In fact, I’ve found that as long as the bleed is at least 12dB to 16dB lower than the primary signal, the timing and phasing anomalies that turn up can actually add to the tone and sense of depth to the recording. Our brains get spacial information in various ways and allowing slight timing and phasing effects to creep into the mix naturally helps our auditory centers place the sounds deeper into the 3D stereo image. Science!

About ninety five percent of the tracks were done in only eight tracks. For the drums, I used a variation on the classic Glyn John micing setup. I used two area mics and a kick mic. No snare mic. Didn’t need it. Mike plays hard. The bass and keys were both DI’d even though they were going through a Fender Bassman full stack and a Roland keyboard amp respectively.  Doug got a mic for each of his two amps, and I took Sean’s vocal mic right from his PA. Yup. Even Sean’s vocals were done live. Since Sean never sings and plays theremin simultaneously, we just ended up using his vocal mic on the theremin amp for those parts. The ONLY overdubs were Doug’s backup vocals and the occasional Hammond track. Oh wait. We also tracked some radio dialing from an old shortwave in the studio and added a sample to “The Great Silence.” That’s it.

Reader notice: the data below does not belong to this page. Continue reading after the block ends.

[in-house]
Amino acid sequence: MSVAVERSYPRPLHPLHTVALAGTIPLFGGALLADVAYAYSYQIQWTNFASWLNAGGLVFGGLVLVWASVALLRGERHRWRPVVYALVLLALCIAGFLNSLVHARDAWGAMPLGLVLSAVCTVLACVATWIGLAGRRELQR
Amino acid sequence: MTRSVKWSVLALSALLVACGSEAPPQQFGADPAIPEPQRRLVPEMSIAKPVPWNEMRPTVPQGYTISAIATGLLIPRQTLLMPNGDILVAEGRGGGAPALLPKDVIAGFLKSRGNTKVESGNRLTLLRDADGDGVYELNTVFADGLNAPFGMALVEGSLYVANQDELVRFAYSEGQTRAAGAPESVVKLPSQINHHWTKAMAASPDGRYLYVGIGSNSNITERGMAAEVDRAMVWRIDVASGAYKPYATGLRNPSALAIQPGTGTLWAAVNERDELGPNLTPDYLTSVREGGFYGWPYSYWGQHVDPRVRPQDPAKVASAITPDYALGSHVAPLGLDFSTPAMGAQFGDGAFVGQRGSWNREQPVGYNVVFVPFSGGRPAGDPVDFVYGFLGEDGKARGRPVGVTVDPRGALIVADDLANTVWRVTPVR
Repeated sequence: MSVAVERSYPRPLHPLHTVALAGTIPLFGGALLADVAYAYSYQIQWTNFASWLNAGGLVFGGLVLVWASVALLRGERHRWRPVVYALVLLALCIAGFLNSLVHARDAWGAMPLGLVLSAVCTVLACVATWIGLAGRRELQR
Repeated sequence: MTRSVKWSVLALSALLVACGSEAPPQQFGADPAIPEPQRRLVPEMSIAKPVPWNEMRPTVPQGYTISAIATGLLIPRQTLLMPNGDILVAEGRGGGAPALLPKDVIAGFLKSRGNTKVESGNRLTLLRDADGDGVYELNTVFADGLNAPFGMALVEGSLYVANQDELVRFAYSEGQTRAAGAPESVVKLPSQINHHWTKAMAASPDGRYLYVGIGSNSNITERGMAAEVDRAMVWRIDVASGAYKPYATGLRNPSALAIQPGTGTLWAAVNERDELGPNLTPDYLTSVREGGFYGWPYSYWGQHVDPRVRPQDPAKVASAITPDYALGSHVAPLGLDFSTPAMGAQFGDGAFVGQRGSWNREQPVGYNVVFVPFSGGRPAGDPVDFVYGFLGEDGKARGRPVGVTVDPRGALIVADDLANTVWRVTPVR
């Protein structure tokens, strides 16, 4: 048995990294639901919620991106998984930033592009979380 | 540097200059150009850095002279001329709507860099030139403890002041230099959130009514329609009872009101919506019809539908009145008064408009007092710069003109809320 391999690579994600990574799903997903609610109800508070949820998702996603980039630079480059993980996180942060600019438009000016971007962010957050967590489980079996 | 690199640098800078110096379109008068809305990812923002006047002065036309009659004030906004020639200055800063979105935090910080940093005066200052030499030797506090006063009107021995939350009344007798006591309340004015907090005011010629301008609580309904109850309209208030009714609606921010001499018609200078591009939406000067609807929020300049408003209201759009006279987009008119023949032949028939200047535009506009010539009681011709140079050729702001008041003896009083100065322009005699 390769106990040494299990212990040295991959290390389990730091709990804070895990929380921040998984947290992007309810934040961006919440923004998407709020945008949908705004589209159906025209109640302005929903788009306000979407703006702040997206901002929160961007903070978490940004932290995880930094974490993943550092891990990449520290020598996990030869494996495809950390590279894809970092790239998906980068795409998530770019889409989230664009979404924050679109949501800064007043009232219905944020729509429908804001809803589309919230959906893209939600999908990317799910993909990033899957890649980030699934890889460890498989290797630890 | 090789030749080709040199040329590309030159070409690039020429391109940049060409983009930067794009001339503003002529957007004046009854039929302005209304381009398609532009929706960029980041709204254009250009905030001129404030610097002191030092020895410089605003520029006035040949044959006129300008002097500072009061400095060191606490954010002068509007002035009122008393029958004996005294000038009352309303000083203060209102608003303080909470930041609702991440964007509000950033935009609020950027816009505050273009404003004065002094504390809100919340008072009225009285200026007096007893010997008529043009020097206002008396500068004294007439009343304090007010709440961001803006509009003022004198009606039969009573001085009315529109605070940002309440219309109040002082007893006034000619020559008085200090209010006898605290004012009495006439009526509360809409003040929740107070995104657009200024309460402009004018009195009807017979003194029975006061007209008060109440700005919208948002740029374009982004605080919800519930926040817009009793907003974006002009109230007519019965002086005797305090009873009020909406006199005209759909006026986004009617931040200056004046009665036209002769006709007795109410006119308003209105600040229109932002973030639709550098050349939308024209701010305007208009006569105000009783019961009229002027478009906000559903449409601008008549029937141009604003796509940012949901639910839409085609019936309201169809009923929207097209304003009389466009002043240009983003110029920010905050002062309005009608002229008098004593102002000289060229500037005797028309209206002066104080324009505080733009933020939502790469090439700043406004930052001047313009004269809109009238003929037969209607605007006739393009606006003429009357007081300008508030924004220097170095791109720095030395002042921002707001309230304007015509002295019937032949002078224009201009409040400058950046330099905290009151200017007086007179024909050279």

After everything’s setup and teched comes my favorite part: letting the band play while I press the occasional button, eat snacks, and drink a beer. Take your time guys.

Old Abbey Road Console

So, I wanted to mix this similar to something mixed in the 60’s, eh? What gave a lot of those 60’s era studios their sound? Well, the two main factors were the mixing consoles and the reverb. Analog mixing desks have characteristic sounds. Mixing through a Sound Techniques desk sound different than mixing through a Midas desk. It’s the same as with guitar amps.  For example, a Fender Twin sounds different than a Mesa Boogie Dual Rectifier. Why? Different circuits and components.